CRUMBLES is a webapp that combines one-word clips from various movies/tv/webvideos into a video mishmash that 'says' whatever you type into the input box. Yes, whatever. Obviously, it doesn't have EVERY word in its wordlist (it does have a couple that are totally NSFW), but for anything not there, it mixes a video snippet with a computerized voice. Or you can improvise and get close. BONUS: Instead of the standard word list, you can use an all-Homer Simpson or all-Bee and Puppycat list. Not perfect or ultra-flexible (yet), but what do you expect from a free webapp?
It's Always Some Poor Writer's Birthday: So thank you, I guess, good old Uncle Garrison, for remembering them on good old Minnesota Public Radio. A rather good bunch was born today, too: Nelson Algren [Party in Chicago on Saturday!], Gorky, Vargas Llosa, Russell Banks and Frederic "A Fan's Notes" Exley. [Literary types will inevitably want to play the good old "What do this motley crew have in common?" game. Cheating and false analogies actively encouraged, of course.] In fact, it's been a good week altogether. Be sure to go back to 2001 and 2002 for extra snippets. The notes, written by Keillor, are unassuming, interesting and admirably synthetic. There's also an excellent daily reading of a poem [Real Audio req.] and a running celebration of the calendar's most significant dates. I defy those who are put off by Keillor's sock-knitting, eggnog-sipping, home-on-the-range style not to grudgingly feel, amid the grrrr, an unwelcome twinge of gratitude.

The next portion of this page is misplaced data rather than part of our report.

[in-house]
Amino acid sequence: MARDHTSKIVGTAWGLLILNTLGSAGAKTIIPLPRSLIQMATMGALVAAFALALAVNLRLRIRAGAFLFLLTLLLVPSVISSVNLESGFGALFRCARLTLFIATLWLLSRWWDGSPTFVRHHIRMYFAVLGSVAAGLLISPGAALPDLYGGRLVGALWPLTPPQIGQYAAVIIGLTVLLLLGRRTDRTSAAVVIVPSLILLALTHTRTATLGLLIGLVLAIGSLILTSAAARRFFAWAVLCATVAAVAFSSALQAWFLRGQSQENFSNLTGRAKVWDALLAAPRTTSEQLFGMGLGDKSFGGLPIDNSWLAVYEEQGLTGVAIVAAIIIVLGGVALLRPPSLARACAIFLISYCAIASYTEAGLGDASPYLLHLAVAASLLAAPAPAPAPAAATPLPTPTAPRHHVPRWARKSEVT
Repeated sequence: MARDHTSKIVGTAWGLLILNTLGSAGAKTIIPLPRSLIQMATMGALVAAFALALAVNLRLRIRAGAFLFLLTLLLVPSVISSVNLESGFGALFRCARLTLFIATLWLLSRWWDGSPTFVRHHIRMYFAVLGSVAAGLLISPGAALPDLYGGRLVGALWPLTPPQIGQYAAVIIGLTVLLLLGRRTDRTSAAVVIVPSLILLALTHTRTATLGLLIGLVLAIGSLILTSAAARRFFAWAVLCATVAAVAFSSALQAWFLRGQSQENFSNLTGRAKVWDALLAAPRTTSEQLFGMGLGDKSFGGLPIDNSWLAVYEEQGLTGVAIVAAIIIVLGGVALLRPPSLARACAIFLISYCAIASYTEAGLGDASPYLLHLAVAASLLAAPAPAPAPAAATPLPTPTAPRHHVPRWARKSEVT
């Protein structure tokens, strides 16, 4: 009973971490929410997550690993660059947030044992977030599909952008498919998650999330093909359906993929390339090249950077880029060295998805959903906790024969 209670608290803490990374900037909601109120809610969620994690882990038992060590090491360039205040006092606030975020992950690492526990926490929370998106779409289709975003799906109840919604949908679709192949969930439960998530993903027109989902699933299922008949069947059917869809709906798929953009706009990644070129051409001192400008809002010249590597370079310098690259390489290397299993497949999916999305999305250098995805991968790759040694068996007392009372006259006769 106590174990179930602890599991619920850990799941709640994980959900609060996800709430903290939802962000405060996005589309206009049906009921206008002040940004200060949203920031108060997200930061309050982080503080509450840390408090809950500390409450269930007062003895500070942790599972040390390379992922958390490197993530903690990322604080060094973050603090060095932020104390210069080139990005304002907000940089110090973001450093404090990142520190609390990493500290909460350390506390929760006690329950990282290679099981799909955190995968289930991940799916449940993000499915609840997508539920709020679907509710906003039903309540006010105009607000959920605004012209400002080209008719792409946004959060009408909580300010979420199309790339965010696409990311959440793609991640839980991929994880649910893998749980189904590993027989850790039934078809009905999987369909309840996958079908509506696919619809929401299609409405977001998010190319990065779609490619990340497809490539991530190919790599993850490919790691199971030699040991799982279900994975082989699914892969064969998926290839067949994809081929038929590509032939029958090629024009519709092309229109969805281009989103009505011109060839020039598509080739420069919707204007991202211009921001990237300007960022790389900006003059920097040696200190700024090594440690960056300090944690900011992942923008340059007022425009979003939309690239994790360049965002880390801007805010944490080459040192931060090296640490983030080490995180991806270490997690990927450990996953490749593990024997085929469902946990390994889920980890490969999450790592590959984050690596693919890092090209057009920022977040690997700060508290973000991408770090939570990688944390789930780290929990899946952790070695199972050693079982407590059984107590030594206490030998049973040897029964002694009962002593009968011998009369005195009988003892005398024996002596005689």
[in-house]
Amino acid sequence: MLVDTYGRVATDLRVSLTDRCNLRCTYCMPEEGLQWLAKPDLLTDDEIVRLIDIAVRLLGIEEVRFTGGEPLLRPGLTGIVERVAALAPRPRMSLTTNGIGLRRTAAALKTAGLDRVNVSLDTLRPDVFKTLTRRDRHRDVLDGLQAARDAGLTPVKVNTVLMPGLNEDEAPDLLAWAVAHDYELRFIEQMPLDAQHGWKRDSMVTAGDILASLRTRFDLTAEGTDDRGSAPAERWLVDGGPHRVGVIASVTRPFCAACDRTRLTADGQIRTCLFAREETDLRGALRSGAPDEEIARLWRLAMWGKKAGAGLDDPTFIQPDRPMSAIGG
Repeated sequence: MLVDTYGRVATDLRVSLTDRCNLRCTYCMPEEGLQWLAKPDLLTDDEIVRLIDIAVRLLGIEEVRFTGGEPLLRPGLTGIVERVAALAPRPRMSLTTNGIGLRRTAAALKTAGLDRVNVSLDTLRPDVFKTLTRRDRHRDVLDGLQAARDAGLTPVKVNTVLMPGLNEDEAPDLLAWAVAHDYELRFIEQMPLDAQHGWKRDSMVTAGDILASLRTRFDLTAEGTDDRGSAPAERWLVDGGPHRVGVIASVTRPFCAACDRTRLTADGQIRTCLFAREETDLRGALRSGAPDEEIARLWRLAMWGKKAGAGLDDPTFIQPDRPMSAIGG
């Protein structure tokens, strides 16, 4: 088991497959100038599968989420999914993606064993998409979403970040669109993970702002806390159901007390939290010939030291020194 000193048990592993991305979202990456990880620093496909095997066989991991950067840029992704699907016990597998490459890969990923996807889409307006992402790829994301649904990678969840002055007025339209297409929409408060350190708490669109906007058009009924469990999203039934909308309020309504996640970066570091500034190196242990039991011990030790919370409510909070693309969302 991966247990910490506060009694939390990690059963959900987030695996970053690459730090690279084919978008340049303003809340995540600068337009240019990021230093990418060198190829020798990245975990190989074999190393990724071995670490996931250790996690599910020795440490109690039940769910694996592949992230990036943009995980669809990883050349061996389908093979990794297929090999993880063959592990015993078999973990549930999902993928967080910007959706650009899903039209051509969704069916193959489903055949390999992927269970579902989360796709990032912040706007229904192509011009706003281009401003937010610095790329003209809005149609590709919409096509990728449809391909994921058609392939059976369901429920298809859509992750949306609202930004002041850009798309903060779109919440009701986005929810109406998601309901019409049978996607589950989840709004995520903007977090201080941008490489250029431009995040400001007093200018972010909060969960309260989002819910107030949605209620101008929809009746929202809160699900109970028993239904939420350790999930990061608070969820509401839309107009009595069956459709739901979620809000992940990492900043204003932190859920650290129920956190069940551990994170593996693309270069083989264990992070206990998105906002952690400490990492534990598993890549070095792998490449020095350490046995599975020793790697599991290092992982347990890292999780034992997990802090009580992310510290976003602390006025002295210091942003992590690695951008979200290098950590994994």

"Listening Post," on now at the Whitney Museum, gathers conversational snippets from thousands of chat rooms and bulletin boards, structures them according to word counts, common phrases and other criteria and then displays them on a grid of more than 200 small rectangular electronic screens. Last week's New Yorker admired the resulting "found poems": "Duct tape and plastic for the White House duct tape, and water in the bathtub, eheh hmmm...."